First successful flying model propelled by an internal combustion engine Samuel Pierpont Langley builds a gasoline-powered version of his tandem-winged "Aerodromes." the first successful flying model to be propelled by an internal combustion engine. As early as 1896 he launches steam-propelled models with wingspans of up to 15 feet on flights of more than half a mile.
First sustained flight with a powered, controlled airplane Wilbur and Orville Wright of Dayton, Ohio, complete the first four sustained flights with a powered, controlled airplane at Kill Devil Hills, 4 miles south of Kitty Hawk, North Carolina. On their best flight of the day, Wilbur covers 852 feet over the ground in 59 seconds. In 1905 they introduce the Flyer, the world’s first practical airplane.
Concept of a fixed "boundary layer" described in paper by Ludwig Prandtl German professor Ludwig Prandtl presents one of the most important papers in the history of aerodynamics, an eight-page document describing the concept of a fixed "boundary layer," the molecular layer of air on the surface of an aircraft wing. Over the next 20 years Prandtl and his graduate students pioneer theoretical aerodynamics.
First take off from a ship
Eugene Ely pilots a Curtiss biplane on the first flight to take off from a ship. In November he departs from the deck of a cruiser anchored in Hampton Roads, Virginia, and lands onshore. In January 1911 he takes off from shore and lands on a ship anchored off the coast of California. Hooks attached to the plane's landing gear, a primitive version of the system of arresting gear and safety barriers used on modern aircraft carriers.
Automatic gyrostabilizer leads to first automatic pilot awrence Sperry demonstrates an automatic gyrostabilizer at Lake Keuka, Hammondsport, New York. A gyroscope linked to sensors keeps the craft level and traveling in a straight line without aid from the human pilot. Two years later Sperry and his inventor father, Elmer, add a steering gyroscope to the stabilizer gyro and demonstrate the first "automatic pilot." 1914-1918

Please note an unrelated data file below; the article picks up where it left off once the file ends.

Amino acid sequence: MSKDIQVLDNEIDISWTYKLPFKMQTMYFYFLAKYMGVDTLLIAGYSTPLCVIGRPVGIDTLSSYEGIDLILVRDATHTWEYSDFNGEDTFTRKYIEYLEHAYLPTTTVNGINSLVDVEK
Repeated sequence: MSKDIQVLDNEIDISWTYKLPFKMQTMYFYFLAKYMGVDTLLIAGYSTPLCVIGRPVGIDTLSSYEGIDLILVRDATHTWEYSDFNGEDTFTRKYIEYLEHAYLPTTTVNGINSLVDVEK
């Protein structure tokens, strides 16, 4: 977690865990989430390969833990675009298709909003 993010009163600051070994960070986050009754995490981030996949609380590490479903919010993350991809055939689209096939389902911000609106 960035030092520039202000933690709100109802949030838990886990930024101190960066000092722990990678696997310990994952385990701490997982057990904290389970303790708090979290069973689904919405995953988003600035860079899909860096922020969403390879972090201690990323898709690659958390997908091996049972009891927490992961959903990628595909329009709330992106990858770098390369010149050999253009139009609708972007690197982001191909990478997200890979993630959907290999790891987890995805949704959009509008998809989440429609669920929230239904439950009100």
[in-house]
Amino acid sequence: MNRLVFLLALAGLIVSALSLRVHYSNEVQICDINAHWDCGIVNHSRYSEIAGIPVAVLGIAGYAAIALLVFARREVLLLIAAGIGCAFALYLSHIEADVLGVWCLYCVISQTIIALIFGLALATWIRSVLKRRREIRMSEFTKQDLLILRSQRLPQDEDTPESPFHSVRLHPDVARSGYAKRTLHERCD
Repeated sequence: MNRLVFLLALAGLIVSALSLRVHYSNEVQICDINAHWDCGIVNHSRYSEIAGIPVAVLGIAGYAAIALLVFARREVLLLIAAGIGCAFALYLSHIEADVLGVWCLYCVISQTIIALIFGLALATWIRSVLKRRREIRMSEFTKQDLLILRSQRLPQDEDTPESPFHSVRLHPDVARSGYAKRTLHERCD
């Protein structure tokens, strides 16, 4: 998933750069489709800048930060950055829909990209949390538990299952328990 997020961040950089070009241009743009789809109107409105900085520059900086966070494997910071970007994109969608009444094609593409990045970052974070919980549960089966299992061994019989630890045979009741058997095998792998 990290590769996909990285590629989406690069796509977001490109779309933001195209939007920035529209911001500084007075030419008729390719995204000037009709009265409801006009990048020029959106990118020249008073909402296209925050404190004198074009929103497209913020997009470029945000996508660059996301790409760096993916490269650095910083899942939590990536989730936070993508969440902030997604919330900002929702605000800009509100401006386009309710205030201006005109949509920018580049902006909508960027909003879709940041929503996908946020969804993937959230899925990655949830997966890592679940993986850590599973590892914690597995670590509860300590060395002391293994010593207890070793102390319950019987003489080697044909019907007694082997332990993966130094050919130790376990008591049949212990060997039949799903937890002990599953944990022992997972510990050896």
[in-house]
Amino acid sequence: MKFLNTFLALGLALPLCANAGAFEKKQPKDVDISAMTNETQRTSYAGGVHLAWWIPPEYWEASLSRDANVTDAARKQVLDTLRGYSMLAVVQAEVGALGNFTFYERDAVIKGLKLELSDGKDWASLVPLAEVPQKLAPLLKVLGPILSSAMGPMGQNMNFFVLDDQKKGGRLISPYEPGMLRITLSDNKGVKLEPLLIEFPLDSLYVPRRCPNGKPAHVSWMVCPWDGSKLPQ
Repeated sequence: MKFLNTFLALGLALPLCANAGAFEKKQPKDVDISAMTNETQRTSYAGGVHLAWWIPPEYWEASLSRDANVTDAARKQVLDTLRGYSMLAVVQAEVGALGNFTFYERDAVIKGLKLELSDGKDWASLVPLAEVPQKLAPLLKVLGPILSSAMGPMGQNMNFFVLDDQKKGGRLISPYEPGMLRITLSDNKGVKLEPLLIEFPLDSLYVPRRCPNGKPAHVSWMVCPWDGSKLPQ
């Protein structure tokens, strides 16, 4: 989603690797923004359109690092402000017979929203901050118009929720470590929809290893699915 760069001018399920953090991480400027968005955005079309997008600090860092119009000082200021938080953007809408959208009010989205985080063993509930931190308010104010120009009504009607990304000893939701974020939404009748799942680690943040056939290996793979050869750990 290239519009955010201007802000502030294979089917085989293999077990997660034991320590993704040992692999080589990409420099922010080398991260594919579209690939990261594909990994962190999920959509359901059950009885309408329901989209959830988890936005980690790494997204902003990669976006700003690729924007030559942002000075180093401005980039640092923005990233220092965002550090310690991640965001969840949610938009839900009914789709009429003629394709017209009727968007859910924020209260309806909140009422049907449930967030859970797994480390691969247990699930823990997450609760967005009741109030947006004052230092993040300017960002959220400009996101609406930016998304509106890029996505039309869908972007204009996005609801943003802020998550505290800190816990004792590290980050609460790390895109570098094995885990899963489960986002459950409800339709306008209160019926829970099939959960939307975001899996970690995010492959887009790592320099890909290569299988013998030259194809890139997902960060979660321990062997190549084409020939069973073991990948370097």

Dramatic improvements in structures and control and propulsion systems During World War I, the requirements of higher speed, higher altitude, and greater maneuverability drive dramatic improvements in aerodynamics, structures, and control and propulsion system design. 1915
National Advisory Committee for Aeronautics
Congress charters the National Advisory Committee for Aeronautics, a federal agency to spearhead advanced aeronautical research in the United States.
The Junkers J4, an all-metal airplane, introduced
Hugo Junkers, a German professor of mechanics introduces the Junkers J4, an all-metal airplane built largely of a relatively lightweight aluminum alloy called duralumin.
Airmail service inaugurated
The U. S. Postal Service inaugurates airmail service from Polo Grounds in Washington, D.C., on May 15. Two years later, on February 22, 1920, the first transcontinental airmail service arrives in New York from San Francisco in 33 hours and 20 minutes, nearly 3 days faster than mail delivery by train.
U.S. Navy aviators make the first airplane crossing of the North Atlantic U.S. Navy aviators in Curtiss NC-4 flying boats, led Lt. Cdr. Albert C. Read, make the first airplane crossing of the North Atlantic, flying from Newfoundland to London with stops in the Azores and Lisbon. A few months later British Capt. John Alcock and Lt. Albert Brown make the first nonstop transatlantic flight, from Newfoundland to Ireland.
Passenger service across the English Channel introduced Britain and France introduce passenger service across the English Channel, flying initially between London and Paris. 1919 the first nonstop transatlantic flight, from Newfoundland to Ireland.
Introduction of lightweight, air-cooled radial engines The introduction of a new generation of lightweight, air-cooled radial...
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